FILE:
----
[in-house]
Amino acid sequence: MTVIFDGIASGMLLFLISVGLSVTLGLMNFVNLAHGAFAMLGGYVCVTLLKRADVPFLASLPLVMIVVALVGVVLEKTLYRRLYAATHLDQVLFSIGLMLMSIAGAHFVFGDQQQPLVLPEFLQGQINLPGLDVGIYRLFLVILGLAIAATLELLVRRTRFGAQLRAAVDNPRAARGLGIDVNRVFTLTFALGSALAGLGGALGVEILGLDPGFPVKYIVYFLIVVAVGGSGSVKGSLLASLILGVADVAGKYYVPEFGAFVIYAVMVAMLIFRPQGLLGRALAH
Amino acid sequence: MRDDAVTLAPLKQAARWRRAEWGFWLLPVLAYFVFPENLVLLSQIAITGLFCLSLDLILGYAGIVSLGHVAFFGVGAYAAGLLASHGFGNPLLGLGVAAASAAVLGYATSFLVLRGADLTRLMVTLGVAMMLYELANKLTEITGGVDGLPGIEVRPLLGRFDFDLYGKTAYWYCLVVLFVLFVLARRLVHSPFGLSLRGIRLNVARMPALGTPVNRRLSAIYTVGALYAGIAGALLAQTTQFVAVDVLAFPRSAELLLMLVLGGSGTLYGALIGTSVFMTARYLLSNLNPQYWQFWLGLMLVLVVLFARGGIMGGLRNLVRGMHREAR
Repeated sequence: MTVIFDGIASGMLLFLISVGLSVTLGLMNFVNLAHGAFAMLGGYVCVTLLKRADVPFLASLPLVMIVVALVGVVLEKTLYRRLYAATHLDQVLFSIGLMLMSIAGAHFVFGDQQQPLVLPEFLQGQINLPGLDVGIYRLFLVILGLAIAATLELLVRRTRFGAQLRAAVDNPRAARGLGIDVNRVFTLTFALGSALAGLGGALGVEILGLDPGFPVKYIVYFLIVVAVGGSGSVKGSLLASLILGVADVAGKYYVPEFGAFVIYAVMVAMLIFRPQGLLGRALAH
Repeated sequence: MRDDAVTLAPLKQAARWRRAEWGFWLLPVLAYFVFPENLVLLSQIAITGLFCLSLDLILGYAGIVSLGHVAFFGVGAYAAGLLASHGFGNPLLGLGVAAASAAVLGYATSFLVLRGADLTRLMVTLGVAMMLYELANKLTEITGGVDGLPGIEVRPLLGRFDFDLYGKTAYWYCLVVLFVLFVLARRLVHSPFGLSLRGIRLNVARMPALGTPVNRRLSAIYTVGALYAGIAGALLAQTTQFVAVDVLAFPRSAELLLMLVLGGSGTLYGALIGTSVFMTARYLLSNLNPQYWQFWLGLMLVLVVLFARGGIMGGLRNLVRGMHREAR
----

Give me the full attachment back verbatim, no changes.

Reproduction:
[in-house]
Amino acid sequence: MTVIFDGIASGMLLFLISVGLSVTLGLMNFVNLAHGAFAMLGGYVCVTLLKRADVPFLASLPLVMIVVALVGVVLEKTLYRRLYAATHLDQVLFSIGLMLMSIAGAHFVFGDQQQPLVLPEFLQGQINLPGLDVGIYRLFLVILGLAIAATLELLVRRTRFGAQLRAAVDNPRAARGLGIDVNRVFTLTFALGSALAGLGGALGVEILGLDPGFPVKYIVYFLIVVAVGGSGSVKGSLLASLILGVADVAGKYYVPEFGAFVIYAVMVAMLIFRPQGLLGRALAH
Amino acid sequence: MRDDAVTLAPLKQAARWRRAEWGFWLLPVLAYFVFPENLVLLSQIAITGLFCLSLDLILGYAGIVSLGHVAFFGVGAYAAGLLASHGFGNPLLGLGVAAASAAVLGYATSFLVLRGADLTRLMVTLGVAMMLYELANKLTEITGGVDGLPGIEVRPLLGRFDFDLYGKTAYWYCLVVLFVLFVLARRLVHSPFGLSLRGIRLNVARMPALGTPVNRRLSAIYTVGALYAGIAGALLAQTTQFVAVDVLAFPRSAELLLMLVLGGSGTLYGALIGTSVFMTARYLLSNLNPQYWQFWLGLMLVLVVLFARGGIMGGLRNLVRGMHREAR
Repeated sequence: MTVIFDGIASGMLLFLISVGLSVTLGLMNFVNLAHGAFAMLGGYVCVTLLKRADVPFLASLPLVMIVVALVGVVLEKTLYRRLYAATHLDQVLFSIGLMLMSIAGAHFVFGDQQQPLVLPEFLQGQINLPGLDVGIYRLFLVILGLAIAATLELLVRRTRFGAQLRAAVDNPRAARGLGIDVNRVFTLTFALGSALAGLGGALGVEILGLDPGFPVKYIVYFLIVVAVGGSGSVKGSLLASLILGVADVAGKYYVPEFGAFVIYAVMVAMLIFRPQGLLGRALAH
Repeated sequence: MRDDAVTLAPLKQAARWRRAEWGFWLLPVLAYFVFPENLVLLSQIAITGLFCLSLDLILGYAGIVSLGHVAFFGVGAYAAGLLASHGFGNPLLGLGVAAASAAVLGYATSFLVLRGADLTRLMVTLGVAMMLYELANKLTEITGGVDGLPGIEVRPLLGRFDFDLYGKTAYWYCLVVLFVLFVLARRLVHSPFGLSLRGIRLNVARMPALGTPVNRRLSAIYTVGALYAGIAGALLAQTTQFVAVDVLAFPRSAELLLMLVLGGSGTLYGALIGTSVFMTARYLLSNLNPQYWQFWLGLMLVLVVLFARGGIMGGLRNLVRGMHREAR